There are many different types of breathing techniques, each having a specific effect on mind-body physiology. Some of these exercises are simple enough to do on your own, but having a health professional as a guide can be beneficial, especially if you are a beginner. Remember to make sure you are sitting in a comfortable position with your spine erect.

Here are just a few basic breathing techniques used in yoga to help you get started.

Kapalabhati (Skull Shining Breath): Sitting with back and neck straight, inhale through both nostrils and exhale forcefully (out of your nose) followed by slightly slower, passive inhalations.  Each outward breath is propelled by a powerful thrust of the abdomen at a pace of about 60 breaths per minute (BPM). Following this thrust, the abdomen is quickly relaxed, and the breath flows back into the lungs, recoiling from the force of the exhalation. The inhalation is smooth and effortless.

For breath is life, and if you breathe well you will live long on the earth -Sanskrit Proverb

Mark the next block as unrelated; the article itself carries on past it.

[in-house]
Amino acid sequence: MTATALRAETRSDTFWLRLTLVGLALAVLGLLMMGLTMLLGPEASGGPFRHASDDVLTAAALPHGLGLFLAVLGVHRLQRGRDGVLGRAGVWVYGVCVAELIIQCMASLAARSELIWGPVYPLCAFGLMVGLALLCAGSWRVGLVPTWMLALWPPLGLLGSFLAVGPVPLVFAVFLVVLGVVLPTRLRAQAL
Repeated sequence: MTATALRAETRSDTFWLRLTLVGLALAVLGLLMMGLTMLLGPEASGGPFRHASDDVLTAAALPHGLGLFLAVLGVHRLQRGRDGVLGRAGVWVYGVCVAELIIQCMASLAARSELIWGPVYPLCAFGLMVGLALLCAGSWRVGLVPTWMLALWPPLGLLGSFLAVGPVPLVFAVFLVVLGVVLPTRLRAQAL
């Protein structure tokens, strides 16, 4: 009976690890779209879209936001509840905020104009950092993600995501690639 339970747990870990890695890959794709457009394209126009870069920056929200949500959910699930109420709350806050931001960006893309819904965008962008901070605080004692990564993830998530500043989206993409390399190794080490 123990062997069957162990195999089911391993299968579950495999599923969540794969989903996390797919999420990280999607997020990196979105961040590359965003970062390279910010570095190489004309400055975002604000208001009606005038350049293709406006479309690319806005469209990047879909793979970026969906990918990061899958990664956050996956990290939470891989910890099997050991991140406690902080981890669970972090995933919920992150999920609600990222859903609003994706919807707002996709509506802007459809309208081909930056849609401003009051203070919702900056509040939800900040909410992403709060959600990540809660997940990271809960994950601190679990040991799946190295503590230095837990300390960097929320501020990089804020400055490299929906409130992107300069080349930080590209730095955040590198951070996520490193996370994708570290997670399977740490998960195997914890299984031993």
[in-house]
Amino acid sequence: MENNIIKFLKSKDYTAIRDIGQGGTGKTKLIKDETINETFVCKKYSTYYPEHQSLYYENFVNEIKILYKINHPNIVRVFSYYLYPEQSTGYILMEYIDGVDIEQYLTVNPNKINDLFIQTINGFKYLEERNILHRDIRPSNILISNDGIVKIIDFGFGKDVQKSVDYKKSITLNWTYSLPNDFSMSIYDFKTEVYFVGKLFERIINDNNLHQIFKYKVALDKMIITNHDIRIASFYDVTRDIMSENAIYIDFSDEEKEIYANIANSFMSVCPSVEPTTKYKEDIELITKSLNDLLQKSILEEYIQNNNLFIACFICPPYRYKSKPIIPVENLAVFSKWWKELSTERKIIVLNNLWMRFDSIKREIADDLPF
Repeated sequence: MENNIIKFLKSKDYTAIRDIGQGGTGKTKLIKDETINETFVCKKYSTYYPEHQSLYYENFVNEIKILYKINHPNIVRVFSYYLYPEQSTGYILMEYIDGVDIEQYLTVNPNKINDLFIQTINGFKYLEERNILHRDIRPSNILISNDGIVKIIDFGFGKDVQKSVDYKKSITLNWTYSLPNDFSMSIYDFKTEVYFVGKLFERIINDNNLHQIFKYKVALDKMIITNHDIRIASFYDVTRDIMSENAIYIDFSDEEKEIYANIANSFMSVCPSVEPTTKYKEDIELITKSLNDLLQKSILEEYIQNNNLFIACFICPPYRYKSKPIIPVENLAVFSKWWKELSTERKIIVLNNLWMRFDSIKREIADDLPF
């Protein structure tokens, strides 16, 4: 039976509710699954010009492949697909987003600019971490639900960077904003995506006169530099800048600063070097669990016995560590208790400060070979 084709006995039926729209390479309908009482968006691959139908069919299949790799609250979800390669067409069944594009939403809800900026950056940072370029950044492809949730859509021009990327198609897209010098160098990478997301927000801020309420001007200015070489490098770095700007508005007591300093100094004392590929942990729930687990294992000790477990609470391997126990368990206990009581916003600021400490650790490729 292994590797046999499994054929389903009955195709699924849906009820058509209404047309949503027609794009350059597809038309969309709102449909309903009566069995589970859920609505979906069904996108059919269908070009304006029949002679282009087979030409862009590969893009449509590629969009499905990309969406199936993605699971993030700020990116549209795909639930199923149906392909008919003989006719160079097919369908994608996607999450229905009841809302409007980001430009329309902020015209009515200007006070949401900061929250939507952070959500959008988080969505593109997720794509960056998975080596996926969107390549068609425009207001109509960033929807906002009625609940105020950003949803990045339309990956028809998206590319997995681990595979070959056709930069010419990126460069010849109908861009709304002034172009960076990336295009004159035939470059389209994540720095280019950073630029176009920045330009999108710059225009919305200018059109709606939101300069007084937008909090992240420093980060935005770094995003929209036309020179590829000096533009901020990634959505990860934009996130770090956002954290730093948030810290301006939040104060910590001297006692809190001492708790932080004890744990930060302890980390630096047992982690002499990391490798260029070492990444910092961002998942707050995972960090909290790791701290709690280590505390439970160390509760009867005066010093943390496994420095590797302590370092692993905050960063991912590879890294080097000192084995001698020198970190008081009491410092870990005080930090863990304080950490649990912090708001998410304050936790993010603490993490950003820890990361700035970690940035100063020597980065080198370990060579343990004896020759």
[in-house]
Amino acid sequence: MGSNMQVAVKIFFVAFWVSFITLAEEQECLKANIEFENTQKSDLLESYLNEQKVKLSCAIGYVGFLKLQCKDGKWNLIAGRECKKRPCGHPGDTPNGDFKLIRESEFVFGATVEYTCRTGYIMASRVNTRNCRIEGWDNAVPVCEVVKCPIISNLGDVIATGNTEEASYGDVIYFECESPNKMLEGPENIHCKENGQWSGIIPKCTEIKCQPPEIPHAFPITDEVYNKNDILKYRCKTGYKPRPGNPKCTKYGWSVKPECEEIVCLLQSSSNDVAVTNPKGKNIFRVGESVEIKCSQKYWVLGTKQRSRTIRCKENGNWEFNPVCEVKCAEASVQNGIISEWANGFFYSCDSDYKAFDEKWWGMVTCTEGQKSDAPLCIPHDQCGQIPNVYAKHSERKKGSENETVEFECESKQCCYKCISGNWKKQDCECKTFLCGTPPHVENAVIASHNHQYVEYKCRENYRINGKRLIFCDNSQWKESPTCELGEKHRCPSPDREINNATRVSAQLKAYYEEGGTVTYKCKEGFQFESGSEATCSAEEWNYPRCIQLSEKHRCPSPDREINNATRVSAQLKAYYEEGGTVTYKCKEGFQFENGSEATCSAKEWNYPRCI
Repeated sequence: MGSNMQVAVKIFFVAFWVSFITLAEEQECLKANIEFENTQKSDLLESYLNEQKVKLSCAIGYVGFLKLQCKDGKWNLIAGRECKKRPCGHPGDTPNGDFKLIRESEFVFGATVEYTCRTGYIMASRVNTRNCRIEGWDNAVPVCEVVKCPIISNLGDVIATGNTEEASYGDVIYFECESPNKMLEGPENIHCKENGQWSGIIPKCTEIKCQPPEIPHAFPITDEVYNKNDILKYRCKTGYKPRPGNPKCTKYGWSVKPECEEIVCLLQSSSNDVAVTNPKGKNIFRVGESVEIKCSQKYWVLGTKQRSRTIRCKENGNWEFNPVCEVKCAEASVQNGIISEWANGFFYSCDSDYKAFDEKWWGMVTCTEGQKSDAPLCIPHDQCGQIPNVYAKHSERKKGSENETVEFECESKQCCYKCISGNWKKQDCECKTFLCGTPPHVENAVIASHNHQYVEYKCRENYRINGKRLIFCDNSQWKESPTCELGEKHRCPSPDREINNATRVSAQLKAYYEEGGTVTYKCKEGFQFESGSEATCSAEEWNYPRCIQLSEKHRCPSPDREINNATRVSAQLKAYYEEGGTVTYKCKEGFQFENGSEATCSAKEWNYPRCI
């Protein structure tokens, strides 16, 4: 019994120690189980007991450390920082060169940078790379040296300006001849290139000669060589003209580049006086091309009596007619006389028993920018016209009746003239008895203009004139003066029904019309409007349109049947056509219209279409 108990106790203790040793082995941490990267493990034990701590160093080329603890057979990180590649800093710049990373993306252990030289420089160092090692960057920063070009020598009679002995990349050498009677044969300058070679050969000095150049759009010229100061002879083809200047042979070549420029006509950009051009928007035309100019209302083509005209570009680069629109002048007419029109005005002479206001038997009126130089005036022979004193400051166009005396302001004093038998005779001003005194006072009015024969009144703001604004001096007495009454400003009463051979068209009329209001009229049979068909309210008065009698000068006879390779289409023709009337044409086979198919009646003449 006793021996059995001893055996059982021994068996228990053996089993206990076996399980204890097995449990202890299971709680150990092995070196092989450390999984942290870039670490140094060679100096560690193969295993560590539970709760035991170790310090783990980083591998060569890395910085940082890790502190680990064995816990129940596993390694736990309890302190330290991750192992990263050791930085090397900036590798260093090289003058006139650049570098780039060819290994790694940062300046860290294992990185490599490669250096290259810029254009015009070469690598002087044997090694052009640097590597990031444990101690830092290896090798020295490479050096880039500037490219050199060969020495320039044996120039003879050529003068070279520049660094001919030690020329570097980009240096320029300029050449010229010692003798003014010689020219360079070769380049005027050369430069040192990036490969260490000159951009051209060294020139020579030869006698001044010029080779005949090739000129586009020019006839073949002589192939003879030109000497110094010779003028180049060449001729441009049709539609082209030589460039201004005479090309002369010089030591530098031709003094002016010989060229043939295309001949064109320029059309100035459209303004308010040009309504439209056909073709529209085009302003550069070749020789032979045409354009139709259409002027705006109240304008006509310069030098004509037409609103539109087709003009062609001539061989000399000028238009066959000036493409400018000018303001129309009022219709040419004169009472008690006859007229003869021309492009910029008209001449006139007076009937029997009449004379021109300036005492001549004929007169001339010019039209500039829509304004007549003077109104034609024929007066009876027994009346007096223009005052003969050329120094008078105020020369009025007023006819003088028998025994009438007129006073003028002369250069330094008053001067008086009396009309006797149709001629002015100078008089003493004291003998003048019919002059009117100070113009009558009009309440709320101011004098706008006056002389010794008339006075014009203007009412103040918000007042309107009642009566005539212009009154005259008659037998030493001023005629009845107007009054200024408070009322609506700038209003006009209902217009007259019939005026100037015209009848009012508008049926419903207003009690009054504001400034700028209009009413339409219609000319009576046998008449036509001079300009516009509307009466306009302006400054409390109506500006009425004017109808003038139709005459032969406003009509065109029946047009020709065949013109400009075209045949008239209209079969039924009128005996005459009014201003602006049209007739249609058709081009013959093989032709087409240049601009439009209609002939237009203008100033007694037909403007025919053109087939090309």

Bastrika (Bellow's breath): This is one of the most invigorating breathing exercises in yoga.  Inhale and exhale quickly and forcefully (without straining) by flapping the abdomen. This should be practiced for up to 60 BPM.

Alternate nostril breathing (Nadi Shodhana): Start by using the right thumb to close the right nostril and inhale through the left nostril. Hold your breath momentarily, close the left nostril and exhale through the right nostril. While still holding the left nostril closed, inhale through the right nostril. Then, close the right nostril and breathe out through the left nostril. This completes one round, and the technique can be repeated for up to the desired number of rounds.